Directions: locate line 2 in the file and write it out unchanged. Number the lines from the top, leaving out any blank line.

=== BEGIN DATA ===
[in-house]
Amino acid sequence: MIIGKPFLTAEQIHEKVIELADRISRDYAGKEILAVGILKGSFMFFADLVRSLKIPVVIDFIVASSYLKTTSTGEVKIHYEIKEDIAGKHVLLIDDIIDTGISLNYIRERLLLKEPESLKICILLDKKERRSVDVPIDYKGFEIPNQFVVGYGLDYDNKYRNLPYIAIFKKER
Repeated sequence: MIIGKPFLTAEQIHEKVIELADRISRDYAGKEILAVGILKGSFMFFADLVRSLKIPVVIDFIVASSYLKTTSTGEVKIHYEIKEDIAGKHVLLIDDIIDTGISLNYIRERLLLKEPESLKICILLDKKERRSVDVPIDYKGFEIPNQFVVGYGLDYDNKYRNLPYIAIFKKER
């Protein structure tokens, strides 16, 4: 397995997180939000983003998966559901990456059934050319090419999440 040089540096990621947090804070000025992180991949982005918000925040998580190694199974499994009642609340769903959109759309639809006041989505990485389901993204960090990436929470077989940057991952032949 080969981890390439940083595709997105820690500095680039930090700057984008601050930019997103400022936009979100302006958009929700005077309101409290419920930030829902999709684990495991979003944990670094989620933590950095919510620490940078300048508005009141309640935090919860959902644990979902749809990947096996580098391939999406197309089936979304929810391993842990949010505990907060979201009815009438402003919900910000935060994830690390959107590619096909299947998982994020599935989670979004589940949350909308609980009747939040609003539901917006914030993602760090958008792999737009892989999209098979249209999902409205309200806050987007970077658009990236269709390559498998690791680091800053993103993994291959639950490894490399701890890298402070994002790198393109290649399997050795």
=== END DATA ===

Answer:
Amino acid sequence: MIIGKPFLTAEQIHEKVIELADRISRDYAGKEILAVGILKGSFMFFADLVRSLKIPVVIDFIVASSYLKTTSTGEVKIHYEIKEDIAGKHVLLIDDIIDTGISLNYIRERLLLKEPESLKICILLDKKERRSVDVPIDYKGFEIPNQFVVGYGLDYDNKYRNLPYIAIFKKER